us. Oh yeah, Jivaka was a total volunteer doing all of that, as is the
entire LSF Board. Jivaka was a key part of the strategy behind LSF overall
and then both and Sahana as we took them forward.

I think the following paragraphs we put in the proposal about why open
source was a critical component of disaster management may be useful for
folks to read:

“Very few countries and organizations today can afford to invest a lot of
resources in disaster management when there is no disaster present. While
this is obviously true of poor, developing nations, it is also true of
richer, developed countries as well because there are always higher
priority items that need the funding. Worse yet, even if there are some
national scale systems that may get deployed, it is very unlikely that
regional and local level systems will ever get deployed if they cost any
significant amount of resources.

Because no one is willing to pay for the software, no one is willing to
build it either. This is what we see in the world today – while disaster
management software is critically needed, there is no complete commercial
or non-commercial software solution that is widely available.
Going the open source way can address both these concerns. Using the open
source development model, it is possible to develop this software at a
much reduced cost compared to pure commercial development models. This is
true because while commercial entities are not willing to invest into
these systems, there are hundreds and thousands of well-meaning IT
professionals who are very happy to donate a few hours of effort to
helping build such systems. We are already seeing this with the nascent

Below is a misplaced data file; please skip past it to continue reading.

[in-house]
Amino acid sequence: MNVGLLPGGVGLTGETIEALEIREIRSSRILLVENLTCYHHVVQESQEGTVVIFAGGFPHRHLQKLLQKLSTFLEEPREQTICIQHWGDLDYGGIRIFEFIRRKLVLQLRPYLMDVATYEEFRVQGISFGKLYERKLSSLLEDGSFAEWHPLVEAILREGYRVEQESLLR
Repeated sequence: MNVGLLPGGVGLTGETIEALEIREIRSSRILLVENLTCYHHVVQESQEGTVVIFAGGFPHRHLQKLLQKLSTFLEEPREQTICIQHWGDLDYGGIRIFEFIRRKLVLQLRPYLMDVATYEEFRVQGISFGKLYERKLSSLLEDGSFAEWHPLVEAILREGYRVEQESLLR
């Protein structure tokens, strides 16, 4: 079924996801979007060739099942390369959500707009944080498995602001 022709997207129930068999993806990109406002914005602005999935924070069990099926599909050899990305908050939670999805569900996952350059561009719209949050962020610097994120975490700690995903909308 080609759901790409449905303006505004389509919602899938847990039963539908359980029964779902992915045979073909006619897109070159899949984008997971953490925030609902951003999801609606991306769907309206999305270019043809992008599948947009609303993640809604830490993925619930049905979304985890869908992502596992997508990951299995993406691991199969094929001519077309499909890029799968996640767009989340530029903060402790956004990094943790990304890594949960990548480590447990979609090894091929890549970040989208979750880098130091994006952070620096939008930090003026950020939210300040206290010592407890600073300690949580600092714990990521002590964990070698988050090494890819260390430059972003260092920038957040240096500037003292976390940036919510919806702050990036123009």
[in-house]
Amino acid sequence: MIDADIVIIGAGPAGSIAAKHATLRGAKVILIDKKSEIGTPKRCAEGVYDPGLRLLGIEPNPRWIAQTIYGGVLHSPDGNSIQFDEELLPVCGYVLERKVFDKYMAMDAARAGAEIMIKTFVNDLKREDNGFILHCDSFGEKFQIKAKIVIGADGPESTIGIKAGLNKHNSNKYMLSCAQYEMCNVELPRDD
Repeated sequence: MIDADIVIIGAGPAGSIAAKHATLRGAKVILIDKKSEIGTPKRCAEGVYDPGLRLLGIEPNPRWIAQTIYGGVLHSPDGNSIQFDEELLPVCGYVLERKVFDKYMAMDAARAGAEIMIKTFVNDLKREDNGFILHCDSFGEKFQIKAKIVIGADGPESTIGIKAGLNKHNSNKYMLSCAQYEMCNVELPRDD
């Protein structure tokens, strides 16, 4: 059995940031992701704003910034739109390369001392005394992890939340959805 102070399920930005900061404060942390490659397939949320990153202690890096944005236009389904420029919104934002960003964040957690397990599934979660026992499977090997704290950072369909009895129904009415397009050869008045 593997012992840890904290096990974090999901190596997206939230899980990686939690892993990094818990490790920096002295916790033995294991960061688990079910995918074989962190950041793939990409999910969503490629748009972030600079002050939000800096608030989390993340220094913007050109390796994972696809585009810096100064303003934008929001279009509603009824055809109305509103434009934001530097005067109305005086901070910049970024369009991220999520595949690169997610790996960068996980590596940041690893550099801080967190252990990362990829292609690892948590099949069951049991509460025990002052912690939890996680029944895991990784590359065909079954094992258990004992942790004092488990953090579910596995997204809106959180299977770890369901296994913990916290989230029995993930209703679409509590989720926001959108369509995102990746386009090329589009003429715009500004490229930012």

Sahana project. Thus if there was a small team which was driving such a
project, then it is possible to get a lot of assistance from the global IT
community to make those systems truly exceptional.

Going with open source approaches can also greatly reduce the deployment
cost of this software in peace (i.e., non-disaster) times. The Sahana
system, for example, can be deployed on any PC with just a Linux LiveCD
(that is, a CD from which the entire system can be booted up and brought
on-line). Thus, not only is it possible to run this on commodity,
inexpensive hardware, it is in fact possible to not even have dedicated
hardware around – just take any office PC and make that the “disaster
management center”! In fact, that is how Sahana was first deployed in Sri
Lanka – on a borrowed PC. (Later it switched to running on a borrowed
server as the capacity requirements increased.)

Thus, open source is the natural way to providing disaster management

So that’s how Sahana Phase II was born.

LSF has managed the Sahana project (and charges 20% overhead on the human
resources part of the budget to do it .. a grand total of Rs. 1.008m or
around $10k for phase II) with the LSF board being the final authority for
how the Sahana team was deployed.

For those of you who know nothing about LSF- the board of LSF consists of
local software company senior executives (usually CEOs), heads of CS
departments of the 4 main public universities in Sri Lanka) and a few
other distinguished individuals. The board is not compensated and everyone
participates to help improve Sri Lanka’s position in FOSS- not for direct
commercial or personal benefit. We’re of course a non-profit organization
legally registered in Sri Lanka. LSF’s finances are annually audited by